That type of technology is particularly important to customers gathering full-motion video in places where fog, sandstorms and darkness often obscure the contents of imagery. Even under clear skies, cameras flying on distant aircraft can produce images that are hard to decipher. Image quality is reduced further when U.S. agencies compress the videos to send them to U.S. bases for processing, Varah said.
MotionDSP’s software reconstructs each frame in a video with data drawn from other frames in the series. That job requires so much computing power, however, that when company officials first ran the original algorithm in 2006, it took more than a day to reconstruct a single frame of standard-definition video. GPUs have helped to speed up that process significantly. Customers can now use the Ikena software to process the video feed from a Predator UAV as the data is received, Varah said. That capability is far from common.
“Many companies understand the promise of using graphics cards for image reconstruction, but we are shipping products today,” Varah said. Those products have been sold to the U.S. Air Force and Navy, U.S. intelligence agencies, the U.S. Secret Service, the Naval Criminal Investigative Service and the London Metropolitan Police, Varah said.
Mercury Computer Systems engineers also have developed products that employ high-performance GPUs produced for the consumer market. For Mercury, the trick to using these chips in military systems is packaging them so that they are rugged enough to withstand intense heat, cold and vibration so they can be used in aircraft. In the past, only about one-tenth of the video imagery gathered by aircraft cameras could be processed onboard due to stringent size, weight and power constraints, Thieret said. GPUs are helping Mercury push the number higher.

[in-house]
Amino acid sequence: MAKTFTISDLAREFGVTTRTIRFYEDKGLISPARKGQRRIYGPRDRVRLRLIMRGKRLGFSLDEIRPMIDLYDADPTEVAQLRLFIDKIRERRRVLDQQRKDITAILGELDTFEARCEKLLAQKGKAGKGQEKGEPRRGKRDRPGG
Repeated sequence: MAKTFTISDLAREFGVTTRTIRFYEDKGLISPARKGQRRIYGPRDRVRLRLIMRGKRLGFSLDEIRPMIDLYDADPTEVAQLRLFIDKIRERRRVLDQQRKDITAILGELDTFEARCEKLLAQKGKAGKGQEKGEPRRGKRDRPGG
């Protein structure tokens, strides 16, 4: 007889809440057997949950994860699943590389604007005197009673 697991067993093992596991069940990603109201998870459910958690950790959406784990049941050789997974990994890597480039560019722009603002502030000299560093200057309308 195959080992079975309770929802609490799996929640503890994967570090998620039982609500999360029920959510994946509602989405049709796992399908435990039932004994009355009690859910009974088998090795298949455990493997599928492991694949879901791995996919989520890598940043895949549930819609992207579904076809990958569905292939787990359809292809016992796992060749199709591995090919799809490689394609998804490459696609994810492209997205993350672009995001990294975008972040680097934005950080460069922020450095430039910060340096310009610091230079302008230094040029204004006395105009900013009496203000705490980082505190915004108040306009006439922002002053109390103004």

“There’s a particular algorithm we use for image reconstruction that we have implemented on a high-performance Intel processor and on GPUs that we have embedded and deployed in theater today,” Thieret said. “Using the same, exact algorithm running on the same, exact data, the GPU is 200 times faster.”
What’s more, GPUs are extremely energy-efficient, providing a huge improvement in processing per watt. That increase in capability without additional size, weight or power has enabled Mercury to place additional processing power right next to onboard sensors for various systems, including the Gorgon Stare pods.
GPUs also are one ingredient in the latest video search tools being developed by Cognika Intelligence & Defense Solutions. Cognika uses a proprietary algorithm to index and classify information embedded in each frame of a video.
“It’s like Google for video,” said Shashi Kant, chief scientific officer for the Cambridge, Mass.-based company.
The software automatically detects and tags objects, events and activities as the full-motion video is collected and stored. Searches can be performed by image, text or video clip, Kant said. The software can, for example, highlight scenes of people digging near roads or trucks making U-turns. It can also notify analysts whenever normal patterns change. If four people cross a specific road on most days, the software can alert analysts whenever more than 20 people cross that road, Cognika President Christian Connors said.
Much of Cognika’s software is easy to recognize for people used to using commercial computer applications. Search results are presented in a point-and-click format that resembles Google. Like Amazon, the software also suggests topics that might interest an analyst. The goal is to assist analysts who stare at multiple screens for hours on end. Instead of spending 70 percent of their time staring at screens and 30 percent analyzing images to determine their significance, Cognika is trying to flip the equation, Connors said.
This report was first published in the August issue of C4ISR Journal.